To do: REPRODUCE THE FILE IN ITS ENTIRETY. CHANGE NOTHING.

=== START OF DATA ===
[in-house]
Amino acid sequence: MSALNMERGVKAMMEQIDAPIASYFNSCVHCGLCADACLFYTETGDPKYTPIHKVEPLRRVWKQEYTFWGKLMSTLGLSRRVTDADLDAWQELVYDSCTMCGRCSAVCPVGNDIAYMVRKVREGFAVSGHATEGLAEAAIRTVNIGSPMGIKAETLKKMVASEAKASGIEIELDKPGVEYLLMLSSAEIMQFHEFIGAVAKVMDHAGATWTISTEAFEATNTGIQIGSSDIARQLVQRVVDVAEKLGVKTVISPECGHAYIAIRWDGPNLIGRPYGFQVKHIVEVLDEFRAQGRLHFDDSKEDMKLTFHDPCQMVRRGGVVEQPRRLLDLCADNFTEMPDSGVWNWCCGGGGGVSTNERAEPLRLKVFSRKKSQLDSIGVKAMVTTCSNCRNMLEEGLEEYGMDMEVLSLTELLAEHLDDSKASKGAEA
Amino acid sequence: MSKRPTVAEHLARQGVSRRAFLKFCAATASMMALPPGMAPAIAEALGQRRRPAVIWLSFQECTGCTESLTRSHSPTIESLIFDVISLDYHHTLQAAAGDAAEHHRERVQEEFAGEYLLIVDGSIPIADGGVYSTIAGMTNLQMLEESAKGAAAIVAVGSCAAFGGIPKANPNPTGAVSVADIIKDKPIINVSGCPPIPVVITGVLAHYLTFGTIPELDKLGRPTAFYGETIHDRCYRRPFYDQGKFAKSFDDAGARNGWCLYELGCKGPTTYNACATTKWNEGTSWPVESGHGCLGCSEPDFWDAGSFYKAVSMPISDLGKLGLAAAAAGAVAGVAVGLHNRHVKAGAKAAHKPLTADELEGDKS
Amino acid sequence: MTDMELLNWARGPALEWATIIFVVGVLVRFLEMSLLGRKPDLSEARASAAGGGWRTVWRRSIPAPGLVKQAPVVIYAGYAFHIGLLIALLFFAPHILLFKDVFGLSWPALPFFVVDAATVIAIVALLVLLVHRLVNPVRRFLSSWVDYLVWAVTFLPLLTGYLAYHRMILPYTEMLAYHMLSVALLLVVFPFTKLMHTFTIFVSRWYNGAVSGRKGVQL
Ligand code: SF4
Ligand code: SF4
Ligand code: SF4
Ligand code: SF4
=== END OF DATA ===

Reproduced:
[in-house]
Amino acid sequence: MSALNMERGVKAMMEQIDAPIASYFNSCVHCGLCADACLFYTETGDPKYTPIHKVEPLRRVWKQEYTFWGKLMSTLGLSRRVTDADLDAWQELVYDSCTMCGRCSAVCPVGNDIAYMVRKVREGFAVSGHATEGLAEAAIRTVNIGSPMGIKAETLKKMVASEAKASGIEIELDKPGVEYLLMLSSAEIMQFHEFIGAVAKVMDHAGATWTISTEAFEATNTGIQIGSSDIARQLVQRVVDVAEKLGVKTVISPECGHAYIAIRWDGPNLIGRPYGFQVKHIVEVLDEFRAQGRLHFDDSKEDMKLTFHDPCQMVRRGGVVEQPRRLLDLCADNFTEMPDSGVWNWCCGGGGGVSTNERAEPLRLKVFSRKKSQLDSIGVKAMVTTCSNCRNMLEEGLEEYGMDMEVLSLTELLAEHLDDSKASKGAEA
Amino acid sequence: MSKRPTVAEHLARQGVSRRAFLKFCAATASMMALPPGMAPAIAEALGQRRRPAVIWLSFQECTGCTESLTRSHSPTIESLIFDVISLDYHHTLQAAAGDAAEHHRERVQEEFAGEYLLIVDGSIPIADGGVYSTIAGMTNLQMLEESAKGAAAIVAVGSCAAFGGIPKANPNPTGAVSVADIIKDKPIINVSGCPPIPVVITGVLAHYLTFGTIPELDKLGRPTAFYGETIHDRCYRRPFYDQGKFAKSFDDAGARNGWCLYELGCKGPTTYNACATTKWNEGTSWPVESGHGCLGCSEPDFWDAGSFYKAVSMPISDLGKLGLAAAAAGAVAGVAVGLHNRHVKAGAKAAHKPLTADELEGDKS
Amino acid sequence: MTDMELLNWARGPALEWATIIFVVGVLVRFLEMSLLGRKPDLSEARASAAGGGWRTVWRRSIPAPGLVKQAPVVIYAGYAFHIGLLIALLFFAPHILLFKDVFGLSWPALPFFVVDAATVIAIVALLVLLVHRLVNPVRRFLSSWVDYLVWAVTFLPLLTGYLAYHRMILPYTEMLAYHMLSVALLLVVFPFTKLMHTFTIFVSRWYNGAVSGRKGVQL
Ligand code: SF4
Ligand code: SF4
Ligand code: SF4
Ligand code: SF4